Moreover, there are increasing public and private institutions not devoted to education and sport, but with which cooperation can be developed, namely at the level of sponsorship, patronage, concessions facilities, etc, as recent NOA experiences have demonstrated, particularly in France and in the USA.

Also noteworthy is the rules view, with which I agree, that education is not and cannot be a wholly isolated phenomena. Education always involves synergies, namely with young people, culture, and Olympism. That approach explains why the IOC is endowed with the Commission for Culture and Olympic Education, which resulted from the merger between the Commission for the Olympic Education and the Commission for the Olympic Culture, in 2000, under the then great reform undertaken in the IOC.

> 21. The text of the former Rule 2 (13) stated as follows: (…) the IOC sees that the Olympic Games are held in conditions which demonstrate a responsible concern for environmental issues and encourages the Olympic Movement to demonstrate a responsible concern in its activities and educates all those connected with the Olympic Movement as to the importance of sustainable development.
> 22.Cf., inter alia, the Manual on Sport and the Environment (1997) and Le Mouvement Olympique et l’Environment (1997) and Guide on Sport, Environment and Sustainable Development (2006).
> 23.Cf. Article 165 TFEU.
> 24.Cf. Articles 1(ii); 3 (2); 5; and 11 of the European Sports Charter; cf. the definition of fair-play provided in the Code of Sport Ethics; cf. Article 6 of the Council of Europe No. 135 Anti-Doping Convention.
> 25.Cf. Chapters 1.1 and 2.4 of the IPC Bye-laws.
> 26.Cf. World Anti-doping Code, namely its Fundamental Rationale and the Articles 10.10.1; 18.1; 18.2; 18.4; 19.1; 20.1.9; 20.2.8; 20.3.11; 20.4.9; 20.6.7 and 20.7.6.
> 27.Cf. Charte du CIJM: Principes Fondamentaux – 2; 3; and 9.
> 28.Cf. Article 2 (c); (e); and (h) of the Panathlon International’s Bye-laws.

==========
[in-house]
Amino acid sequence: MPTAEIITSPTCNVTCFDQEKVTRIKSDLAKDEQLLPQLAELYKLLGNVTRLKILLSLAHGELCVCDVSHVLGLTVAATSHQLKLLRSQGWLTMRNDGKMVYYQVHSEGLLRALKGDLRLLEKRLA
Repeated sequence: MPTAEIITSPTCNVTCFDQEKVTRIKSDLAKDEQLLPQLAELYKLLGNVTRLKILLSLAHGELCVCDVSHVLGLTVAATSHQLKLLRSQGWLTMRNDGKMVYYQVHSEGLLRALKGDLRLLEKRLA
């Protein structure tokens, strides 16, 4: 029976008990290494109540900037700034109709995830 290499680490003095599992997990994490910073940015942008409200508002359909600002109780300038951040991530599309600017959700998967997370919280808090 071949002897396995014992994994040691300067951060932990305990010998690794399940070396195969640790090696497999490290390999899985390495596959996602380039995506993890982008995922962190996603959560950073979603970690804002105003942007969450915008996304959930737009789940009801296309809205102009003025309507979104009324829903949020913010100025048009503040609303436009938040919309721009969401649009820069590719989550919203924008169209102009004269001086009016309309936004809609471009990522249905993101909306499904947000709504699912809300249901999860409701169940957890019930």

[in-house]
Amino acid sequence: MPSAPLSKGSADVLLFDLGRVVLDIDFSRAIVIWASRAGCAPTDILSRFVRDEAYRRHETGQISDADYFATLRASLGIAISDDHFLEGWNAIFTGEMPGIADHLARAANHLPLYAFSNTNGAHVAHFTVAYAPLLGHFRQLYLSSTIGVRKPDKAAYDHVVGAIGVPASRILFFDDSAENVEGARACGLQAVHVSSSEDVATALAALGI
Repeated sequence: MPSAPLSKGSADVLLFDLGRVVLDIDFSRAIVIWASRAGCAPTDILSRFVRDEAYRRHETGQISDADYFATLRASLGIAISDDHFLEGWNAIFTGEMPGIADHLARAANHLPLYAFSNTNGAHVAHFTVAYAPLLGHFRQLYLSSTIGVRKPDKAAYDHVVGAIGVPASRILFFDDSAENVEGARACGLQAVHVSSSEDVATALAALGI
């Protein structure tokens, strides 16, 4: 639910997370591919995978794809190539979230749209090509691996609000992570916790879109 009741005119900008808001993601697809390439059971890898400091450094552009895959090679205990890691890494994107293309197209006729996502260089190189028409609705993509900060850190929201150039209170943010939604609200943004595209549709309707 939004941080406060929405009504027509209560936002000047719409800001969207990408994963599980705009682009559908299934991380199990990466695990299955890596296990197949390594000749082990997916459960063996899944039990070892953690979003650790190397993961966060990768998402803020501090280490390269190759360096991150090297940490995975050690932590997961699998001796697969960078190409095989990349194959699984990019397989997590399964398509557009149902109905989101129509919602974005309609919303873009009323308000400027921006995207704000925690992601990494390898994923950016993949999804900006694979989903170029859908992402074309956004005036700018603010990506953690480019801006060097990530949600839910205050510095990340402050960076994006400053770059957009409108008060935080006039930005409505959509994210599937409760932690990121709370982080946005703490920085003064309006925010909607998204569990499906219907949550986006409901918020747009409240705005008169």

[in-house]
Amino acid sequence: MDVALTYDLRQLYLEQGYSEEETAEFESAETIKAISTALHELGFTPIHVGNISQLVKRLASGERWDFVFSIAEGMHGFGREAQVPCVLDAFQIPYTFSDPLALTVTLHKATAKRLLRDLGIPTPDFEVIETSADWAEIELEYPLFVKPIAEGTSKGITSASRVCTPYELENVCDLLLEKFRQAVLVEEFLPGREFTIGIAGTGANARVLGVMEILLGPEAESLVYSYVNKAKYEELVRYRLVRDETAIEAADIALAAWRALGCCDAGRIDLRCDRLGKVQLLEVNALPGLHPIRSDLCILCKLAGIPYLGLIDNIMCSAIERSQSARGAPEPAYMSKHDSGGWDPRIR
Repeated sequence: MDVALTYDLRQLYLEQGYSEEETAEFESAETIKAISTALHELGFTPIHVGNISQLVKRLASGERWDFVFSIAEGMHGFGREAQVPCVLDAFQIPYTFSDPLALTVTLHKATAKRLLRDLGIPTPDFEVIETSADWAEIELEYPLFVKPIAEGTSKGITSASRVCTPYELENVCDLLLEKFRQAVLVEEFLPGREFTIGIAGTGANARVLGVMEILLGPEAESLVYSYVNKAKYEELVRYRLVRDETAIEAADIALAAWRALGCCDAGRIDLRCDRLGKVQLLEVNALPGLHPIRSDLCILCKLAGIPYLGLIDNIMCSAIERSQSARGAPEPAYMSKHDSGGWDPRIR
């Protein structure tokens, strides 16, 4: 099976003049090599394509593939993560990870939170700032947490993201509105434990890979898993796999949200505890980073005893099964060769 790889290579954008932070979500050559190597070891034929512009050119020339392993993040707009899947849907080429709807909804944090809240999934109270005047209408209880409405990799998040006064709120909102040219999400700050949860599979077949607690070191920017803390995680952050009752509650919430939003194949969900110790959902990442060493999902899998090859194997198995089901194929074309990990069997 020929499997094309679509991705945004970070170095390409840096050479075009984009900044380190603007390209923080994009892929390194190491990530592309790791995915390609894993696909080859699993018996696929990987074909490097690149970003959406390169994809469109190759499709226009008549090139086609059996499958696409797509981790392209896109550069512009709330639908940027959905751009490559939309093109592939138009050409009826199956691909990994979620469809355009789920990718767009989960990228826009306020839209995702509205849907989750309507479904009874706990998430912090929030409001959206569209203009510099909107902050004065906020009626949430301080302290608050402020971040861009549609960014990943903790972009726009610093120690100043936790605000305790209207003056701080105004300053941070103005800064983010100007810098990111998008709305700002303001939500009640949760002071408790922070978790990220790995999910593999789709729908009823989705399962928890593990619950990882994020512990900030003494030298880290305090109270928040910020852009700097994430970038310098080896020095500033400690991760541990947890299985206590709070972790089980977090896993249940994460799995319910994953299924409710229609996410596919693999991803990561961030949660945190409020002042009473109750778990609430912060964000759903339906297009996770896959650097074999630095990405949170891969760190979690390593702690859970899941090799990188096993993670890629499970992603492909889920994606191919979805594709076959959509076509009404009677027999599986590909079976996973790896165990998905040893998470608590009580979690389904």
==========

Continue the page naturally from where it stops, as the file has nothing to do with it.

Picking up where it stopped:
> 29.Cf. Article 2 of the Statutes of FISU. Pursuant to Article 138 of the same statutes, the Committee for the Study of University Sport (CESU) – is one of the FISU Permanent Committees.
> 30.Cf. André LECLERCQ, “Postface: Culture sportive et education olympique”, in Les valeurs de l’Olympisme. Un modèle éducatif en débat, Edited by Michaël ATTALi, Jean SAINT-MARTIN, Simon LEVEQUE, Lucien BRUNETTI and Jean BIZET, L’Harmattan, 2009, p. 268.
> 31.Cf. Jeff HOWARD, “La creation d’une Académie Olympique aux États-Unis”, in Marketing des organizations sportives: construire les réseaux et les relations, Edited by Alain FERRAND, Scott McCARTHY and Thierry ZINTZ, Brussels, Éditions De Boeck Université, 2009, p. 181. The NOA is one of the main constituents of USOC; it is at the center and interacts with USOC, IOC, regular participants, athletes, and the general public – cf. p. 187.

Notwithstanding the fact that this amalgamation or consolidation into a single Commission merger aimed to add efforts to achieve greater accomplishments, and, at least theoretically, of trying to solve the contradictions behind the traditional Olympic sport, culture and education, the truth is that some consider that its action Commission still has a relatively low impact, hold doubts as to its functionality and have reservations about joining the educational and cultural agendas.